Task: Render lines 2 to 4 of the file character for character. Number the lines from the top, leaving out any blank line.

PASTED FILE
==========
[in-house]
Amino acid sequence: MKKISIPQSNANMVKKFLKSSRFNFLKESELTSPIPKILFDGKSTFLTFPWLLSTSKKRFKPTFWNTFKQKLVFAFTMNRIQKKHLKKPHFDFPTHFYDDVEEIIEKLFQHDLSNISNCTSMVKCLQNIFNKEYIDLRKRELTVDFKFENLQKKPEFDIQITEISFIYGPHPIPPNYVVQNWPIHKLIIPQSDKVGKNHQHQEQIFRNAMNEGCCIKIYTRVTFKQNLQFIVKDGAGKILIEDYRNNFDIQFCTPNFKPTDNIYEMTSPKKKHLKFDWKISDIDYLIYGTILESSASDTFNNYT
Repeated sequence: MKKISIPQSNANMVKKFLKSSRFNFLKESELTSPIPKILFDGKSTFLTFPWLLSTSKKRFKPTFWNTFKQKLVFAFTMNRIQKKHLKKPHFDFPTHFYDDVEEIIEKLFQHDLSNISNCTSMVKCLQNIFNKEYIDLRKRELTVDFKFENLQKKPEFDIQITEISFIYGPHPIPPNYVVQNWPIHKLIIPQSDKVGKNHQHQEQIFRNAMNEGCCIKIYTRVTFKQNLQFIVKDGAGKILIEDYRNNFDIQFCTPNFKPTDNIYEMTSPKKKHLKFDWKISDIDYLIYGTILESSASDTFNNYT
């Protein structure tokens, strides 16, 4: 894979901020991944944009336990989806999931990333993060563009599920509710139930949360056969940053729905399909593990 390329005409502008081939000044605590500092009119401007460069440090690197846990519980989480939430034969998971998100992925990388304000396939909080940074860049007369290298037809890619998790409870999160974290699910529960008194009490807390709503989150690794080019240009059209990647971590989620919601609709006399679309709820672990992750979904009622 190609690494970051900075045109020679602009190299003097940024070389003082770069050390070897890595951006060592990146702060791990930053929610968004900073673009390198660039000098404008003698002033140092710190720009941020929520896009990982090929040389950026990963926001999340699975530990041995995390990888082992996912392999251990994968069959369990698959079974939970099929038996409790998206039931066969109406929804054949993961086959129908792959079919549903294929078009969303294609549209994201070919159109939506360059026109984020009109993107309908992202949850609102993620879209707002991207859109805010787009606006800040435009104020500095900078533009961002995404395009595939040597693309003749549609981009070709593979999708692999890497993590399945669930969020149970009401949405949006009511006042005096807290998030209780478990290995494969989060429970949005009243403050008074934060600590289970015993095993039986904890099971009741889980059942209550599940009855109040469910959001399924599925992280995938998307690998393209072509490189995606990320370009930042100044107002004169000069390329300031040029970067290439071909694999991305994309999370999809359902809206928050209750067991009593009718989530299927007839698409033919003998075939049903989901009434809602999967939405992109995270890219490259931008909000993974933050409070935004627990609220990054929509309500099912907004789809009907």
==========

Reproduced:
Amino acid sequence: MKKISIPQSNANMVKKFLKSSRFNFLKESELTSPIPKILFDGKSTFLTFPWLLSTSKKRFKPTFWNTFKQKLVFAFTMNRIQKKHLKKPHFDFPTHFYDDVEEIIEKLFQHDLSNISNCTSMVKCLQNIFNKEYIDLRKRELTVDFKFENLQKKPEFDIQITEISFIYGPHPIPPNYVVQNWPIHKLIIPQSDKVGKNHQHQEQIFRNAMNEGCCIKIYTRVTFKQNLQFIVKDGAGKILIEDYRNNFDIQFCTPNFKPTDNIYEMTSPKKKHLKFDWKISDIDYLIYGTILESSASDTFNNYT
Repeated sequence: MKKISIPQSNANMVKKFLKSSRFNFLKESELTSPIPKILFDGKSTFLTFPWLLSTSKKRFKPTFWNTFKQKLVFAFTMNRIQKKHLKKPHFDFPTHFYDDVEEIIEKLFQHDLSNISNCTSMVKCLQNIFNKEYIDLRKRELTVDFKFENLQKKPEFDIQITEISFIYGPHPIPPNYVVQNWPIHKLIIPQSDKVGKNHQHQEQIFRNAMNEGCCIKIYTRVTFKQNLQFIVKDGAGKILIEDYRNNFDIQFCTPNFKPTDNIYEMTSPKKKHLKFDWKISDIDYLIYGTILESSASDTFNNYT
């Protein structure tokens, strides 16, 4: 894979901020991944944009336990989806999931990333993060563009599920509710139930949360056969940053729905399909593990 390329005409502008081939000044605590500092009119401007460069440090690197846990519980989480939430034969998971998100992925990388304000396939909080940074860049007369290298037809890619998790409870999160974290699910529960008194009490807390709503989150690794080019240009059209990647971590989620919601609709006399679309709820672990992750979904009622 190609690494970051900075045109020679602009190299003097940024070389003082770069050390070897890595951006060592990146702060791990930053929610968004900073673009390198660039000098404008003698002033140092710190720009941020929520896009990982090929040389950026990963926001999340699975530990041995995390990888082992996912392999251990994968069959369990698959079974939970099929038996409790998206039931066969109406929804054949993961086959129908792959079919549903294929078009969303294609549209994201070919159109939506360059026109984020009109993107309908992202949850609102993620879209707002991207859109805010787009606006800040435009104020500095900078533009961002995404395009595939040597693309003749549609981009070709593979999708692999890497993590399945669930969020149970009401949405949006009511006042005096807290998030209780478990290995494969989060429970949005009243403050008074934060600590289970015993095993039986904890099971009741889980059942209550599940009855109040469910959001399924599925992280995938998307690998393209072509490189995606990320370009930042100044107002004169000069390329300031040029970067290439071909694999991305994309999370999809359902809206928050209750067991009593009718989530299927007839698409033919003998075939049903989901009434809602999967939405992109995270890219490259931008909000993974933050409070935004627990609220990054929509309500099912907004789809009907």